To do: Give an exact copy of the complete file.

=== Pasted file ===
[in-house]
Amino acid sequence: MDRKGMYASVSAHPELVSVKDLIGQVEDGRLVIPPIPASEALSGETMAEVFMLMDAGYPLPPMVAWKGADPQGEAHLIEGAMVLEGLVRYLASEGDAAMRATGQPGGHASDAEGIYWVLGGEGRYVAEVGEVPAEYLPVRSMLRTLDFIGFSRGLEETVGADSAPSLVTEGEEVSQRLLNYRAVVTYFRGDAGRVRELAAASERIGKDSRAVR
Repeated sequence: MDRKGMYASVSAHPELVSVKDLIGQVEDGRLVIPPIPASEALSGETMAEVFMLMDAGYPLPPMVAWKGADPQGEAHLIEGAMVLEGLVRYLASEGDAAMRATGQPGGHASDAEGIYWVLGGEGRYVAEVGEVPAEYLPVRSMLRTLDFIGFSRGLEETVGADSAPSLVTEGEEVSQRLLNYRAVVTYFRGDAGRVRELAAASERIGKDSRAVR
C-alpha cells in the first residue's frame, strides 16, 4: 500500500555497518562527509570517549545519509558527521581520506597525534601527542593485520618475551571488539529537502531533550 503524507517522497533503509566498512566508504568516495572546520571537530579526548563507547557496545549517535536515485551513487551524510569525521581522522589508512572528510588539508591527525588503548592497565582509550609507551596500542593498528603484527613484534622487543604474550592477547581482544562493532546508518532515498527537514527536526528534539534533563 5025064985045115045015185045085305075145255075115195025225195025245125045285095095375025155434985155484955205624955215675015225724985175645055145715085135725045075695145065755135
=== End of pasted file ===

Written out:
[in-house]
Amino acid sequence: MDRKGMYASVSAHPELVSVKDLIGQVEDGRLVIPPIPASEALSGETMAEVFMLMDAGYPLPPMVAWKGADPQGEAHLIEGAMVLEGLVRYLASEGDAAMRATGQPGGHASDAEGIYWVLGGEGRYVAEVGEVPAEYLPVRSMLRTLDFIGFSRGLEETVGADSAPSLVTEGEEVSQRLLNYRAVVTYFRGDAGRVRELAAASERIGKDSRAVR
Repeated sequence: MDRKGMYASVSAHPELVSVKDLIGQVEDGRLVIPPIPASEALSGETMAEVFMLMDAGYPLPPMVAWKGADPQGEAHLIEGAMVLEGLVRYLASEGDAAMRATGQPGGHASDAEGIYWVLGGEGRYVAEVGEVPAEYLPVRSMLRTLDFIGFSRGLEETVGADSAPSLVTEGEEVSQRLLNYRAVVTYFRGDAGRVRELAAASERIGKDSRAVR
C-alpha cells in the first residue's frame, strides 16, 4: 500500500555497518562527509570517549545519509558527521581520506597525534601527542593485520618475551571488539529537502531533550 503524507517522497533503509566498512566508504568516495572546520571537530579526548563507547557496545549517535536515485551513487551524510569525521581522522589508512572528510588539508591527525588503548592497565582509550609507551596500542593498528603484527613484534622487543604474550592477547581482544562493532546508518532515498527537514527536526528534539534533563 5025064985045115045015185045085305075145255075115195025225195025245125045285095095375025155434985155484955205624955215675015225724985175645055145715085135725045075695145065755135